Our #ParentLifeMadeEasy campaign has been focusing on the struggles that we face as parents and any ideas for making life that bit easier. This could mean anything from a simple but effective product like the ScooterSlingz bag, to a business tackling a very current and real issue, such as how both parents can maintain a career after having children. Flexible working options are extremely limited and so many parents are starting their own ventures or finding new careers where they can freelance. Childcare is a whole other ballgame and equally as inflexible, not to say expensive. PlayPen Cowork and Creche was set up by working mum Leo Wood and gives parents the opportunity to have a few uninterrupted hours working in a cafe, whilst their children are playing in the creche in the next room. It’s genius and quite frankly we want to see more of them. We caught up with Leo to find out what struggles she’s faced as a parent and what inspired her to start PlayPen.
Since becoming a mum what have you have found to be most challenging?
The most challenging thing about being a mum is either the lack of sleep and constant ‘ache between the eyes’ feeling of tiredness, or the relentlessness of looking after a small child morning, noon and night. Now Evie is nearly three though both of those things are so much easier, but I’m about to have another baby so am slightly nervous about going through it all again!
Have you got any tips for keeping children entertained on the go, in the car or on the tube for example?
Whenever we head out on the tube I always make sure there’s a good supply of small little bite-sized snacks that I can drip feed my daughter (!). She also now loves some of those kids magazines with colouring, stickers and general activities. One magazine can keep Evie entertained for a couple of hours. For the car we definitely often resort to downloaded cBeebies shows on the iPad as well. And she’s pretty good at being entertained by her general surroundings though and is often making friends on the tube!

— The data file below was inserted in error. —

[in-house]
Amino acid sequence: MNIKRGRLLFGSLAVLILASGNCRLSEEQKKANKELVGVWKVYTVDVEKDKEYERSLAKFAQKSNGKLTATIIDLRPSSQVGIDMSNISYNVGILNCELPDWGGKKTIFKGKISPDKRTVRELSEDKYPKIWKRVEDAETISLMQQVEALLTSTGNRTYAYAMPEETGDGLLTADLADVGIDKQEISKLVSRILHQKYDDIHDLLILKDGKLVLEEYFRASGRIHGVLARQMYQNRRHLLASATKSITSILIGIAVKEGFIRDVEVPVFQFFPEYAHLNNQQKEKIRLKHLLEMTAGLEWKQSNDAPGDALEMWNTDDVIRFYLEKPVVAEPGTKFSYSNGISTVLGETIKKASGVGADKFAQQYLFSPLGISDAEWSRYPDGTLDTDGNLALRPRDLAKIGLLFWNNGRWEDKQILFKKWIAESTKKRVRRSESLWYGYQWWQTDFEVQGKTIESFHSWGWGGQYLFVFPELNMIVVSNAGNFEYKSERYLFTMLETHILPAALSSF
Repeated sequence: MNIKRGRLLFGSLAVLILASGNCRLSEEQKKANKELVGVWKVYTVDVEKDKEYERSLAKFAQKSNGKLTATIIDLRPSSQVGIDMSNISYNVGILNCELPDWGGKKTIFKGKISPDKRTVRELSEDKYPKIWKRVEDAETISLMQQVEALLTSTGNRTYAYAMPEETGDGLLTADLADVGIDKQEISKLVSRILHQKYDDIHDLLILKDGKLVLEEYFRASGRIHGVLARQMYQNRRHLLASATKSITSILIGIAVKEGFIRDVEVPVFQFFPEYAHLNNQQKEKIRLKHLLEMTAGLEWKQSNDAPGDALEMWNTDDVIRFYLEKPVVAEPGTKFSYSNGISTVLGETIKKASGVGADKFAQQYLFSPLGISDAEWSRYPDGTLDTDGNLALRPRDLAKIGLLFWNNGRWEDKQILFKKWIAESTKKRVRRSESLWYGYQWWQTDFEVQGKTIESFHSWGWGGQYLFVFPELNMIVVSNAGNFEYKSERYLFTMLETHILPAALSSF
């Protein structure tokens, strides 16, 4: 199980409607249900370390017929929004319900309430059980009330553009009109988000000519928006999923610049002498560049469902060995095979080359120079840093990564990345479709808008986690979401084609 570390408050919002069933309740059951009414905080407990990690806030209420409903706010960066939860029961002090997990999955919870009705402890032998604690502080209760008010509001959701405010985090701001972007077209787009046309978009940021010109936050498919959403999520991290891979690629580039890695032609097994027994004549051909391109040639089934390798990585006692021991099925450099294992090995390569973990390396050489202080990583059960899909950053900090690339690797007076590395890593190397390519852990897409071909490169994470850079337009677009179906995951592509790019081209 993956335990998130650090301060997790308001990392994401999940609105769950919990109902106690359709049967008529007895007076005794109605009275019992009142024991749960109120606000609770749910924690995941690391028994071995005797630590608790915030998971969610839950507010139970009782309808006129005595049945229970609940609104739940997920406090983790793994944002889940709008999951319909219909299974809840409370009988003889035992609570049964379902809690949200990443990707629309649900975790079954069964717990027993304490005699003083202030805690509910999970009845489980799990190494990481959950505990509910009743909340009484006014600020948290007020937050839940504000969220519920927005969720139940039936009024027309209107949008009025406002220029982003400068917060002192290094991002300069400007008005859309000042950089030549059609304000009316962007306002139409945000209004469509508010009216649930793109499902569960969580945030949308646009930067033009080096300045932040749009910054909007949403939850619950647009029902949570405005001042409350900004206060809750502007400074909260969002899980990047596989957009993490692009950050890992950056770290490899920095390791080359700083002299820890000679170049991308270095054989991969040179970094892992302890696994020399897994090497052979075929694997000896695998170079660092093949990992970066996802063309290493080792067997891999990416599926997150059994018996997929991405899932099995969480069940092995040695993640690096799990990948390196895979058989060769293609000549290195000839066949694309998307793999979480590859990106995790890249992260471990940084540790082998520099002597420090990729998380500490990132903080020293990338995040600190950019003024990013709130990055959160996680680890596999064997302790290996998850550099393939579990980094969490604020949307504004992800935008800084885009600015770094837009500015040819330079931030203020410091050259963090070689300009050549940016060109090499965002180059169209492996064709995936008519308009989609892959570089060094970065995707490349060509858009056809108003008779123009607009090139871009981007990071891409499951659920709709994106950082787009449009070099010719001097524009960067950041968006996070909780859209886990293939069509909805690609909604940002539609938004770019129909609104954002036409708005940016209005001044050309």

What is your #ParentingLifesaver? The one thing you couldn’t survive without.
Such a boring answer but wet wipes?!
Does your child/children have a favourite toy they couldn’t live without, that if they lost all hell would break loose?
Yes, a tiny little comforter dog toy called Bruno. But Evie’s still a bit fickle, some of the old firm favourites have been left behind and she’s starting to move into a doll phase too, and loves swaddling and caring for her Annabel doll which I’m encouraging as I’m expecting another baby very soon so it will be handy if she can transfer that interest to a real life doll!
There are so many amazing parents out there doing what they can to make life better for their kids and trying to master the work life balance, do you know any particular favourites we should follow?
I’ve recently met with Anna Ehnold-Danailov and Cassie Raine who set up the amazing PIPA (Parents in Performing Arts) campaign (http://www.pipacampaign.com/) which similarly to PlayPen is trying to support and highlight the issues facing freelancing parents, particularly those in the performing arts. PIPA have been so clever in getting the support of and setting up a consortium of key arts organisations to make their vital work as sustainable and high impact as possible.
What inspired you to start PlayPen and have you got any advice for women out there thinking of starting their own business?
It was only once I had a child of my own that I realised the minefield that is flexible childcare, which is so vital if you’re a parent who works freelance, or who wants to work part-time or set up a new business venture. As I had already set up a coworking space (Winkley Studios @winkleystudios) I felt that my way of trying to support this issue would be to set up another workspace but one that had crèche facilities. I ended up not materialising a permanent full-time workspace & crèche but instead a “pop up” version in the form of PlayPen; the ‘pop up’ part time element having both its advantages and limitations.
I think that my key piece of advice for any woman or mother trying to set up a new business would be to undertake a lot of research first and to not be backward about approaching people to ask for their advice or support – whether that’s asking them to meet for a coffee or sit on a board of advisors or something else. Lots of people really do like to share their knowledge and support new ideas without asking for too much in return. I also think that it’s vital not to have your blinkers on and to listen to any advice that you do receive. It’s possible that your business idea, much as you are attached to it, isn’t fully viable and might need developing or moving on from. It’s important to make sure that you are prepared to adapt and change your idea based on your research or feedback that you get.